Earlier today a bombshell was dropped by Joseph Santoliquito of PhillyVoice, accusing Carson Wentz of being selfish and egotistical, and that he was causing problems behind the scenes.
There’s a lot in it that’s straight opinion, and everyone is entitled to theirs. The validity of those complaints is up to the reader. (I enjoyed the player who, when given the chance to “define what accountability means” by Doug Pederson, opted to say absolutely nothing.) But some of the complaints are based on stats, and the stats don’t fit the narrative.
The biggest complaint in the piece is that Carson Wentz was “over targeting” Zach Ertz while Nick Foles was spreading it around more. Santoliquito gives one side of the story:
Wentz’s proclivity for playing “favorites” manifested itself in targeting Ertz, who went on to catch a single-season NFL-record 116 passes for a tight end. Over the 11 games Wentz played, he went to Ertz 106 times (an average of 9.6 targets per game), while Alshon Jeffery was targeted 74 times (7.4 targets per game) and Nelson Agholor 60 times (5.4 targets per game). Sources added, without any great revelation, that Jordan Matthews is an Eagle because “of his buddy Wentz.”
Santoliquito does not mention the targets per game rate of that trio under Nick Foles. And even if he did, straight per game averages can be misleading, if one player has significantly more attempts per game, that’s going to effect everyone. So instead let’s look at how Wentz and Foles distributed their passes to that trio, since the takeaway from the piece is that Wentz was targeting Ertz at the expense of Jeffery and Agholor, and Foles wasn’t. The stats simply don’t back up that narrative. They saw pretty much the same distribution of targets regardless of who was at QB.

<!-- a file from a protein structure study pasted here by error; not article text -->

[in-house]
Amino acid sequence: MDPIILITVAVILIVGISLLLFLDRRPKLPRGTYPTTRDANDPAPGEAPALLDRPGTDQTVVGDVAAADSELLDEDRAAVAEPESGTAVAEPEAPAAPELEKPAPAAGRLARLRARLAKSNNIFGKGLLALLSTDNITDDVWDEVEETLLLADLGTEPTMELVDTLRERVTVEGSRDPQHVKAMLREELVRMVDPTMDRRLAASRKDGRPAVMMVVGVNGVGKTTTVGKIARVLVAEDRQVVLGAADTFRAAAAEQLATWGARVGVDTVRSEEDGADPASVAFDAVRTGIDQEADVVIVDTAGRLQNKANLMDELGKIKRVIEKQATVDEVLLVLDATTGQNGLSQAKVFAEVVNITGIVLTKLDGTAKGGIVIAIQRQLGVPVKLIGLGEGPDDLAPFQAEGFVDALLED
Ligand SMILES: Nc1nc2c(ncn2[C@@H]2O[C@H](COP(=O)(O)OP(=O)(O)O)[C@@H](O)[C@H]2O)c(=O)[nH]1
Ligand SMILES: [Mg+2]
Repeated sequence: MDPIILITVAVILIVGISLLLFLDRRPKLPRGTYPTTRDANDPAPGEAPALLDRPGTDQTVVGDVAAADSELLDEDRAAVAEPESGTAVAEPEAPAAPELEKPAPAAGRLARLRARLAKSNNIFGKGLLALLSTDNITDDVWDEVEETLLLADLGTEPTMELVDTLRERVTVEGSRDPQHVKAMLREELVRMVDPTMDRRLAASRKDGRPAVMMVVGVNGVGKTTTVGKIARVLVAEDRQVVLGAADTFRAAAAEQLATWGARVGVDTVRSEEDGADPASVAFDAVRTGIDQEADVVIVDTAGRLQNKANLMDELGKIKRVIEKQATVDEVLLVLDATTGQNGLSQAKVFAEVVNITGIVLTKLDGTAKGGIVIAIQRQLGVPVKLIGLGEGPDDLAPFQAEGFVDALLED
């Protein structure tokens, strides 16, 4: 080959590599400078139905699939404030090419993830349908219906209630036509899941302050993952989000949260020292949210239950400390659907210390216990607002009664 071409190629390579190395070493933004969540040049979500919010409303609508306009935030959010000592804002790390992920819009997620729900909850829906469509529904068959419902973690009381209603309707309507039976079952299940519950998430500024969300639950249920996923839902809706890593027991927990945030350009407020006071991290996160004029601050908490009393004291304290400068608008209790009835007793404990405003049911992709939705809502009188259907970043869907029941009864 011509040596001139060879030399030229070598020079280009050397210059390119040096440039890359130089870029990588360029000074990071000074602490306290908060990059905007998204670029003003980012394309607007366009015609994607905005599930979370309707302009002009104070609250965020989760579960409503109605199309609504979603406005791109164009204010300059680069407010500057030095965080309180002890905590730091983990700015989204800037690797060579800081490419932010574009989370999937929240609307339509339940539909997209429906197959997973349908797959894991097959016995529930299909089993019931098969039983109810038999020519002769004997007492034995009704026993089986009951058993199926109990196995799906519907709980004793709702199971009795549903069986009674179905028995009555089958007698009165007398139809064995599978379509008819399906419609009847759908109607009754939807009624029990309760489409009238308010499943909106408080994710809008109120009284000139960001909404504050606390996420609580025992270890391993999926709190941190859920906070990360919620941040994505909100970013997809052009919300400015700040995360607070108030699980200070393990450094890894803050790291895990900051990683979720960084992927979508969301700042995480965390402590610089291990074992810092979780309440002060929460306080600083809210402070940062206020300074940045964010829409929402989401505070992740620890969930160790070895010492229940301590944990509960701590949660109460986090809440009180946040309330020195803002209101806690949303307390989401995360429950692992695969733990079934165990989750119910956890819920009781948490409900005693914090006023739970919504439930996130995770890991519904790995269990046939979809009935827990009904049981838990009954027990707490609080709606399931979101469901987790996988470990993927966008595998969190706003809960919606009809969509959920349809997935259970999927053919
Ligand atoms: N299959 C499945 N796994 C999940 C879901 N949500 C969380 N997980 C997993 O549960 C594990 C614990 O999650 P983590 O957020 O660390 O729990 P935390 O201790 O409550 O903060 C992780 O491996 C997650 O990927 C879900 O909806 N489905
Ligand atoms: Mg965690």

To even out Ertz’s 2% difference, he would need 3 less targets in their 11 games together from Wentz and 3 more from Foles in their 7 games together.
Another curious point was Frank Reich’s work with Andrew Luck and Carson Wentz’s performance without Reich. Reich did a tremendous job in Indianapolis and is deserving of all the praise he has received. But Santoliquito appears to want you to think that Luck was superior to Wentz this year because of Reich. The numbers don’t bare that out.
Ask yourself who had the better season: Wentz (279-for-401, 3,074 yards, 21 TDs, 7 INTs, sacked 31 times) or Andrew Luck (430-for-639, 4,593 yards, 39 TDs, 15 INTs, sacked 18 times)?
I asked myself. Turns out that statistically, Wentz was the superior passer.
Wentz v Luck
Yes, he got sacked more, but Luck’s 2.7% sack rate was a huge outlier in his career, having been sacked on 5.6% of drop backs, with a season low of 4.2%. Meanwhile Wentz was sacked on 5.5% of drop backs prior to this season’s 7.2%. It’s a safe bet that Luck will be sacked more and Wentz less next year.
The 2018 season was a difficult one for Wentz. He started and ended the season injured while his hugely successful backup added to his legend. The team had a losing record when he started, but only in one of those games did he play poorly. Complaints about how he handled the season shouldn’t be outright dismissed, and when it comes to how people feel, perception is the reality. But some of the complaints are easy to verify. Yes, Carson Wentz targeted Zach Ertz a lot. But so did Nick Foles.